The theory of and practical consideration for ultrasound guided interventions: from phantom data to clinical studies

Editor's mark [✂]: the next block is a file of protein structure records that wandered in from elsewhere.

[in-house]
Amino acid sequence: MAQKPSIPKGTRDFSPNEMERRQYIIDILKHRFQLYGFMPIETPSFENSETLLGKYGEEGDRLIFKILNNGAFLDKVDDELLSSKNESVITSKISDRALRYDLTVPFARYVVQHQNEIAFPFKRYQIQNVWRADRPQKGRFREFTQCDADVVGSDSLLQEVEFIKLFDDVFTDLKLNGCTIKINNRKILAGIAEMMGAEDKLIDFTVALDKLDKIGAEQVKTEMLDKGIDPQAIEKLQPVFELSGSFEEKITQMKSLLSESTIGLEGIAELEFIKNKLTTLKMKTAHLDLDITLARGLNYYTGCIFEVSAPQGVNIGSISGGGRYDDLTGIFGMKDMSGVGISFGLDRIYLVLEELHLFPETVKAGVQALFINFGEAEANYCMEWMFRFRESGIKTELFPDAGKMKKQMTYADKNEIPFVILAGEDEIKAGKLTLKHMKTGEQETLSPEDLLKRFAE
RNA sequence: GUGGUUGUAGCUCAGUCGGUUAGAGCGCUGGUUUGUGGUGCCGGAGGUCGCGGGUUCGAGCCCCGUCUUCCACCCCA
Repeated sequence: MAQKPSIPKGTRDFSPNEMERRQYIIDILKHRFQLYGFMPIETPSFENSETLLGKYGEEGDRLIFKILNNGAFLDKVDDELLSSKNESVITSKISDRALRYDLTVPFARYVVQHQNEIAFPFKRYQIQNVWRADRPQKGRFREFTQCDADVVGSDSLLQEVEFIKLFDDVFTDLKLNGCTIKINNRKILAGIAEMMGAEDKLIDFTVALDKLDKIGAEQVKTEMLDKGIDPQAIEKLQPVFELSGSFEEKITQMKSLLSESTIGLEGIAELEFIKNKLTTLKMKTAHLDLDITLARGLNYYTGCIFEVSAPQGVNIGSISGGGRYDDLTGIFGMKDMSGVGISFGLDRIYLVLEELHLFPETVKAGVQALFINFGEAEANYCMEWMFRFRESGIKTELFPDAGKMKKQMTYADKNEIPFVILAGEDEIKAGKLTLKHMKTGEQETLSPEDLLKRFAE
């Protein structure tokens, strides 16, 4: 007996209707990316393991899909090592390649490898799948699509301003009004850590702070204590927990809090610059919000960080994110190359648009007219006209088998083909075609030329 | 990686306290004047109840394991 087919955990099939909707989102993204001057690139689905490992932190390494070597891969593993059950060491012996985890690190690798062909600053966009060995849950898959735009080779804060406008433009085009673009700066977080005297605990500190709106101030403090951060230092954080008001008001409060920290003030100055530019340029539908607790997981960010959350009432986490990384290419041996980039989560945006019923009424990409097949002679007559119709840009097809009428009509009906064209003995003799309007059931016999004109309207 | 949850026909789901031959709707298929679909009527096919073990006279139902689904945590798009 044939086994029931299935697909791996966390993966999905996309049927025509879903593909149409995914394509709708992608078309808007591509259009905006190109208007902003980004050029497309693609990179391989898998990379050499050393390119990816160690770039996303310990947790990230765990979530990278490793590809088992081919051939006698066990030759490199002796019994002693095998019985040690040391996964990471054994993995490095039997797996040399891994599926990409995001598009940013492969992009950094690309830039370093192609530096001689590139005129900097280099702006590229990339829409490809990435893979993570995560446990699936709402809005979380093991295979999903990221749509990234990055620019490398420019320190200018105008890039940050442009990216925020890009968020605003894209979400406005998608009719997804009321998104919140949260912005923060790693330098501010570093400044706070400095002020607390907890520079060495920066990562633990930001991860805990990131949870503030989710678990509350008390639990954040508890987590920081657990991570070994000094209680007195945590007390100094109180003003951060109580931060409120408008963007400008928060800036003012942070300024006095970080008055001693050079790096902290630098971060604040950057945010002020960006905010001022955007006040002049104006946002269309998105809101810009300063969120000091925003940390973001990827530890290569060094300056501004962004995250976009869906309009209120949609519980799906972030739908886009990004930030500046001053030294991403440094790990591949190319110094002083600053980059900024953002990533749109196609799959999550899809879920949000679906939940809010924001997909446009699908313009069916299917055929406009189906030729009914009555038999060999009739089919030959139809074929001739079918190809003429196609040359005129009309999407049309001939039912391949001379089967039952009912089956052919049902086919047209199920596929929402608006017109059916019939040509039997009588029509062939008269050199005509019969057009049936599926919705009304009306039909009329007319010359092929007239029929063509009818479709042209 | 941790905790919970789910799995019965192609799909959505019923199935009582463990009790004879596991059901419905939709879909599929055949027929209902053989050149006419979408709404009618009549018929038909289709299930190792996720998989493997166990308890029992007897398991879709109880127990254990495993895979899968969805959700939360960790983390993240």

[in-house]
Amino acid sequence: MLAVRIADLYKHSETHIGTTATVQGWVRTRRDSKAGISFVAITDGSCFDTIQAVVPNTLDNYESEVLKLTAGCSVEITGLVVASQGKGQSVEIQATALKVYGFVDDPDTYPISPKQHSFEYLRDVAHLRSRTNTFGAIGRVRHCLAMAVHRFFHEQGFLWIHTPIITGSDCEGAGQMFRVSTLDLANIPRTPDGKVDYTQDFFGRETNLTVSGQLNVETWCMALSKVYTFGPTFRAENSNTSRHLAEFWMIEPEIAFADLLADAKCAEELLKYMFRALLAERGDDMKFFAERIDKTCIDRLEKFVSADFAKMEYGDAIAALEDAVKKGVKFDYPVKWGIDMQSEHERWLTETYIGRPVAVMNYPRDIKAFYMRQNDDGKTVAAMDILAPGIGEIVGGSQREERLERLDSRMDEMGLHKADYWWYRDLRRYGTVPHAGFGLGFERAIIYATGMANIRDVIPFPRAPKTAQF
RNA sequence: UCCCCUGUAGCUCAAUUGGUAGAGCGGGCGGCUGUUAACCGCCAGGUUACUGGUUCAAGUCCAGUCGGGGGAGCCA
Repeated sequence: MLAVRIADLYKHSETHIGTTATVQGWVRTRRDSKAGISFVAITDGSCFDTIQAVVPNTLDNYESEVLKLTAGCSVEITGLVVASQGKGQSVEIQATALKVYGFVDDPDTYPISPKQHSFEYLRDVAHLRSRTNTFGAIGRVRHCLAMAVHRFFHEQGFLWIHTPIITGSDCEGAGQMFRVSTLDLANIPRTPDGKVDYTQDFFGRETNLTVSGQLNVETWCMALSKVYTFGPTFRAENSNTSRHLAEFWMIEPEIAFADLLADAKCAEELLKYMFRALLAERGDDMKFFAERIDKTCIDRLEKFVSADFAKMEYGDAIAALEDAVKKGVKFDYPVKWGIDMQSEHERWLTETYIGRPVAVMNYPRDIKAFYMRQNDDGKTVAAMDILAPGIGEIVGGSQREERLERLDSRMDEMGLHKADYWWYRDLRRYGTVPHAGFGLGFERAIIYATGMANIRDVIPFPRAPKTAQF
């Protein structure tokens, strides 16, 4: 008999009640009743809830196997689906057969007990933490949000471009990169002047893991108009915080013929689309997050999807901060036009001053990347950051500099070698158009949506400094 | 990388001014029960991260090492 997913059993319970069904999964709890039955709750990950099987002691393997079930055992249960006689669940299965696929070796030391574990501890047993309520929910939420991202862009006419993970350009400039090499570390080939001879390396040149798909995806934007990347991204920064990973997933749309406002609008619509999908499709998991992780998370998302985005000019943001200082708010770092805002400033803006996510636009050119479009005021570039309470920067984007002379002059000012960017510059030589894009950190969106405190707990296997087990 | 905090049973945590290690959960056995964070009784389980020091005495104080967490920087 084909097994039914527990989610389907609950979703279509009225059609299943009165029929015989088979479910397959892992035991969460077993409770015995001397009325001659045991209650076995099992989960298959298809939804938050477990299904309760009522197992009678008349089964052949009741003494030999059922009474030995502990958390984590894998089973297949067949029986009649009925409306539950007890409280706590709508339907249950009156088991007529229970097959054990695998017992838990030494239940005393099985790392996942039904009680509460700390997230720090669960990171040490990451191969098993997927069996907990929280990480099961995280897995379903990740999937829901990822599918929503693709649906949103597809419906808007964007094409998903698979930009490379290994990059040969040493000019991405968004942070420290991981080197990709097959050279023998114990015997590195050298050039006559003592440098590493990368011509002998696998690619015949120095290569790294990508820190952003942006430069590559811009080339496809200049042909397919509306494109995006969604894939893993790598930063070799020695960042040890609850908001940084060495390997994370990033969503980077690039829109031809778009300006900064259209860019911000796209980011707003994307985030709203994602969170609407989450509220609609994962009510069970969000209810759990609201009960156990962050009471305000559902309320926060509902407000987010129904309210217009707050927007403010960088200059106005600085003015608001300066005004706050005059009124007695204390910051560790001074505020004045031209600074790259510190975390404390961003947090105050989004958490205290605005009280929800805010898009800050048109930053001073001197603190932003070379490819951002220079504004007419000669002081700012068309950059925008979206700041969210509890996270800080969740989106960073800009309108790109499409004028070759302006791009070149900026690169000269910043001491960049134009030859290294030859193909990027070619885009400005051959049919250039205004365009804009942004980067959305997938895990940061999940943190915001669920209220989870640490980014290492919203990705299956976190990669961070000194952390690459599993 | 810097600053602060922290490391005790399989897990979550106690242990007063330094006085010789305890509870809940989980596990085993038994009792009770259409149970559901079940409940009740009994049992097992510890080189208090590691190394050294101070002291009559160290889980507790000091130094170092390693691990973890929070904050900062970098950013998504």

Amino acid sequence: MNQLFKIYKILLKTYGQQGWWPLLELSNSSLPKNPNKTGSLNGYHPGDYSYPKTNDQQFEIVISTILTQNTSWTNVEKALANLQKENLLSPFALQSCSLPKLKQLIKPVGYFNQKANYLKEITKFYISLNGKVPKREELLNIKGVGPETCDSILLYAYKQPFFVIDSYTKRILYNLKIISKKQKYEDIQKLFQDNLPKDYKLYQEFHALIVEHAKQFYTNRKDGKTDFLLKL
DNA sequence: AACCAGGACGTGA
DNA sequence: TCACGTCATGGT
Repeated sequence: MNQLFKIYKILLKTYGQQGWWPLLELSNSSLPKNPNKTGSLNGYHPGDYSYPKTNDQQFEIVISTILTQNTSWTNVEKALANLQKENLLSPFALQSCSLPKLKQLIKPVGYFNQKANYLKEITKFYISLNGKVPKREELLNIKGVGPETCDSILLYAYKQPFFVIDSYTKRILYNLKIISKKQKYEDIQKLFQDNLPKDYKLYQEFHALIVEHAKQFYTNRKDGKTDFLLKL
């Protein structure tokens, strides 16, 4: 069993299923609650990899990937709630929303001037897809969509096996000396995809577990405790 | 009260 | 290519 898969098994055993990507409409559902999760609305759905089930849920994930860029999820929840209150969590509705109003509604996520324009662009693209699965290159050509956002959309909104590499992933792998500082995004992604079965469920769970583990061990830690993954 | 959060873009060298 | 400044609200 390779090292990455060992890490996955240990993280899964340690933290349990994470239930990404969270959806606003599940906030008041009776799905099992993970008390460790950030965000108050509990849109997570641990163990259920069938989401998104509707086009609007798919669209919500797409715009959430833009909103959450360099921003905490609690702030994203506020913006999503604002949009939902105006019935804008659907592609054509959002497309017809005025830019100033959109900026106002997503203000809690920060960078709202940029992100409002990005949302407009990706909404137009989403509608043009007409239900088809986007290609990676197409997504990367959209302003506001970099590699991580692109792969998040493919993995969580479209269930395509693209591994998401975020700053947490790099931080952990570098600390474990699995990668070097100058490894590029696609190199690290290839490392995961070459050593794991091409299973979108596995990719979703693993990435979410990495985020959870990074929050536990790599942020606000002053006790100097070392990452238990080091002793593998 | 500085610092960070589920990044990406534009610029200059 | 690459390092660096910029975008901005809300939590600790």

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Cancer is one of the leading causes of death in Canada. Research in early detection is essential for improving survival rates. The current standards for diagnosis include physical examinations, chemical tests, and biopsy. However, these tests are inaccurate and invasive. There is a need for a more accurate and less invasive diagnostic tool. To address this, Temporal Enhanced Ultrasound (TeUS) was developed. TeUS is a method of non-invasive imaging based on the temporal response of the tissue to ultrasound irradiation. Previous studies have shown its effectiveness for in vivo and ex vivo classification of prostate cancer. Additional studies investigated the physical phenomenon of TeUS and demonstrated that the tissue response to physiological micro-vibrations recorded as a time series were the basis for tissue classification. This hypothesis was later validated through a series of simulations and tissue-mimicking phantom experiments. Despite the clinical success of TeUS, one underlying issue is having a controlled imaging environment with standard and repeatable micro-vibrations. Additionally, specialized ultrasound equipment is required for acquisition. This thesis aims at addressing these challenges. First, I introduced a new method of TeUS acquisition by incorporating changes to the imaging focal point in a time-dependent manner. I built 9 tissue-mimicking phantoms that differed in scatterer size and elasticity, collected TeUS, and used machine learning models to classify the phantoms. These results demonstrated the effectiveness of modifying the imaging focal point during acquisition for classification of phantoms. Second, I introduced two new methods of post-processing to further enhance ultrasound time series analysis. The first method is used to accommodate the changes to the imaging focal point, while the second method is a post-acquisition technique to create time series from a single ultrasound frame. These methods were evaluated using phantom experiments. Lastly, I demonstrated the feasibility of creating a time series from a single ultrasound frame using data collected from prostate cancer biopsy. A deep learning model was trained and results were compared to classification using traditional TeUS. The results obtained in this thesis may be useful for further improving the clinical translation of Temporal Enhanced Ultrasound for cancer diagnosis.